Remembering The Old Songs:


by Bob Waltz
(Originally published: Inside Bluegrass, June 2002)

And now, for something completely different.

This column normally looks at the songs which stand at the roots of bluegrass and old-time music. But bluegrass, in particular, is more than a set of songs. It involves a certain class of instruments -- and it involves a particular style of harmony.

Now I've no doubt that people have been singing harmony for almost as long as they've been singing at all. But harmony as a system is relatively recent.

And few played a greater part in that system than Thomas Ravenscroft (c. 1590-c. 1633). There isn't space in this column to detail all that Ravenscroft did, but he was both an arranger (e.g. he is our earliest source for the important ballad The Three Ravens) and a composer of church and secular music — by which he did much to bring harmony to the people.

So this month, we're going to do Ravenscroft, as interpreted by Curtis & Loretta. We Be Soldiers Three is from Deuteromelia (1609), and is a curiosity; at that point the British weren't involved in the Low Countries. Presumably, Ravenscroft was talking about something else — but I've no clue what.

We learn much about harmonic theory just by comparing Curtis & Loretta's version with Ravenscroft's. They learned it from a Renaissance band I've never heard of, and they don't use Ravenscroft's precise tune. This, I think, is partly the fault of William Chappell, who published the piece in Popular Music of the Olden Time, but interpreted it according to his notions of harmony. I've shown the piece as Curtis and Loretta sing it -- but also show a bit of the Ravenscroft/D'Urfey/Chappell corrected harmonization, transposed to E minor (the original was in G minor).

It's a fine melody either way. I heartily recommend you listen to the Curtis & Loretta rendition on Sit Down Beside Me.


Complete Lyrics:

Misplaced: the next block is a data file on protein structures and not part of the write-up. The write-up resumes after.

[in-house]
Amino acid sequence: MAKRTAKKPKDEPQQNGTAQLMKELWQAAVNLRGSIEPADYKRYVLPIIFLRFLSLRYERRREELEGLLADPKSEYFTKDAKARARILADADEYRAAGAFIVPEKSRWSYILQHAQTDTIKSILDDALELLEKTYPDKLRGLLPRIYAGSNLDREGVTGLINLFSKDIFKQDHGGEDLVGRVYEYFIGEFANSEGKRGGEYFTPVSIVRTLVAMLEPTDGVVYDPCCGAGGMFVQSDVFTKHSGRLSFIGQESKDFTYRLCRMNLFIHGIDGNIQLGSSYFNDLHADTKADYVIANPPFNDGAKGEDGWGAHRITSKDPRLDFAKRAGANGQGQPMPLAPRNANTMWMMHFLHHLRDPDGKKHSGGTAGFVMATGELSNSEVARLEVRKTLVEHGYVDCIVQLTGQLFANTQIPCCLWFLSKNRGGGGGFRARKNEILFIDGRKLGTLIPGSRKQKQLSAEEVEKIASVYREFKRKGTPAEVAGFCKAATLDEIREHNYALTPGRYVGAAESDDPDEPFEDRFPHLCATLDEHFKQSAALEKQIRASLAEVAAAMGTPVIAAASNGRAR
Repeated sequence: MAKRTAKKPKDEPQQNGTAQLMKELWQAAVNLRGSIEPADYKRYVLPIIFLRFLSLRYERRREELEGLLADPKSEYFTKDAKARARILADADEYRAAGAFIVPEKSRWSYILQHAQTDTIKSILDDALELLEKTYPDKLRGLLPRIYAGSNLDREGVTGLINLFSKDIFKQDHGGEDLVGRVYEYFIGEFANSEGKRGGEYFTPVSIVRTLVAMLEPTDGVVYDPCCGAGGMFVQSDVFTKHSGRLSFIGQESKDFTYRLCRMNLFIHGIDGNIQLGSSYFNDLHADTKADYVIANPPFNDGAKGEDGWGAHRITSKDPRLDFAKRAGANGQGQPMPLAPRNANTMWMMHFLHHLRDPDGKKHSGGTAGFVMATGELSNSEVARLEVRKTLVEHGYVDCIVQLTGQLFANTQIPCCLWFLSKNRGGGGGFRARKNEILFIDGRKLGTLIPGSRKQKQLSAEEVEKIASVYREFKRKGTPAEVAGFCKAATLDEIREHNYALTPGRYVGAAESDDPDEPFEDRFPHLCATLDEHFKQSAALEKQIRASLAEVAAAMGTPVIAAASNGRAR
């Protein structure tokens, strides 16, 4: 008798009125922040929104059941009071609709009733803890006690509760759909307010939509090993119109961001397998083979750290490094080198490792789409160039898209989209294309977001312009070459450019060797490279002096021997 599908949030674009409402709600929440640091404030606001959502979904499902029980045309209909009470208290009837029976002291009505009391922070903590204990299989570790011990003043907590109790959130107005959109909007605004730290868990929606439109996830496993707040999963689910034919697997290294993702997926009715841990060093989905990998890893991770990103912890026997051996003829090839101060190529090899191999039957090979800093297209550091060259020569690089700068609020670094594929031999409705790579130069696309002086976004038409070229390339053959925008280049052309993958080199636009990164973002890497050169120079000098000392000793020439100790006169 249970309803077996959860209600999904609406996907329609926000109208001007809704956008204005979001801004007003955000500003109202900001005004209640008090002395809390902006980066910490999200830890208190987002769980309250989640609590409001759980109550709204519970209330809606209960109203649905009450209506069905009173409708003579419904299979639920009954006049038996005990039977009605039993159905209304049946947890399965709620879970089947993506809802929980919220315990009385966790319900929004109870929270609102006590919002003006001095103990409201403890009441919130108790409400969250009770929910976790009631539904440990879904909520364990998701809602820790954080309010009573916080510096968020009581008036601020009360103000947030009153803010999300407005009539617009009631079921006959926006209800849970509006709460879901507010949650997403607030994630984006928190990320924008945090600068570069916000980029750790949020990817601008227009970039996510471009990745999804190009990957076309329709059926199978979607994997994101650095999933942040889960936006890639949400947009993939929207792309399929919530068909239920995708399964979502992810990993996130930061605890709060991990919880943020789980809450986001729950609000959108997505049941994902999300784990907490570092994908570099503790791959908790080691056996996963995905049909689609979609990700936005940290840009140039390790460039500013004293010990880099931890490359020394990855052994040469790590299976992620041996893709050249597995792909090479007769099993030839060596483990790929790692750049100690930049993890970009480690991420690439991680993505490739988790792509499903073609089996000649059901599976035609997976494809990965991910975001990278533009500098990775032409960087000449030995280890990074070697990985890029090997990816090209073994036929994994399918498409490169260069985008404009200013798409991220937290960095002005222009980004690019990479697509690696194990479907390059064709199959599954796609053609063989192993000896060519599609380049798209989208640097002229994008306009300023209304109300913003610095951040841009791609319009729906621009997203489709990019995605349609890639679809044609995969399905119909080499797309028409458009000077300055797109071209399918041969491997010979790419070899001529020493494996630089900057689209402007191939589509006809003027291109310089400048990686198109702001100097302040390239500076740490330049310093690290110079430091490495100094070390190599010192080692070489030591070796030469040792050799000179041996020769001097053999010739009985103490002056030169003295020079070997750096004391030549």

1. We be soldiers three
Pardona moy je vous an pree1
Lately come forth of the low contry
With never a penny of mony.2

2. Here, good fellow, I'll drink to thee
Pardona moy je vous an pree
To all good fellows wherever they be
With never a penny of mony.

3. Here, good fellow, I'll sing you a song,
Sing for the brave and sing for the strong,
To all those living and those who are gone,
With never a penny of mony3

4. And he who will not pledge me this
Pardona moy je vous an pree
Payes for the shot what ever it is
With never a penny of mony.

Footnotes (see addendum for footnotes to the footnotes):
1. Read "pardon me, please" (idiomatic)

2. "many": so Chappell. Curtis and Loretta sing "money." This may be dialect for "many" — i.e. read "with never a penny from many."

3. This verse isn't in Chappell, who instead has a final verse:
Charge it againe boy, charge it againe,
Pardona moy je vous an pree
As long as there is any inck in thy pen,
With never a penny of mony.

In July, 2010, we received a message from Simon Freedman, who "spent many years in the Sealed Knot Society, English Civil War Re-enactment, singing this round a roaring log fire, first representing a band of Highland Mercenaries and then an English Cannon Regiment, who typically used the skills of Dutch Gunners who had fought in the 30 years war."
Here are his clarifications and comments on the original article]:

Although the English weren’t involved directly in the 30 Years War in the Low Countries, there were many Highland (Scottish) Mercenaries that were. They brought this back with them at the start of the English Civil War, where they were pressed to support Charles 1st.

Footnote 1: The Line Pardonnez Moi, Je Vous en Pris? Is actually a question, in French. “Pardon me, can I help you?” and was said as a mercenary typically intentionally caught someone with their shoulder in a pub or bar, spilling their drink. Basically it was an offer to start a fight!

Verse 1: Lately come forth from the low country instead of Lately come forth of the low country.

Footnote 2: a penny of money: It does relate to money, namely the Mercenary pay that they didn’t receive, most of the time. Either that or they’d spent it!

Verse 2: I know Here, good fellow ... as Hail, good fellow ...

Verse 4: Payes for the shot what ever it hits ... rather than ...what ever it is ...: The Mercenaries had to pay for the powder and shot they used, out of their wages, “whatever it hits” , whether that was the enemy or not.

Footnote 3: Charge it againe boy, charge it againe, ...: “Charge” relates to the loading of a musket or cannon.
As long as there is any inck in thy pen, ...: “Ink in my pen” to sign for the powder & shot, so they could be duly billed for it.

Bob Waltz's comment: Simon is absolutely right about mercenaries in the Low Countries, and Elizabeth was quietly aiding the governments there to try to distract the Spanish. I was oversimplifying.

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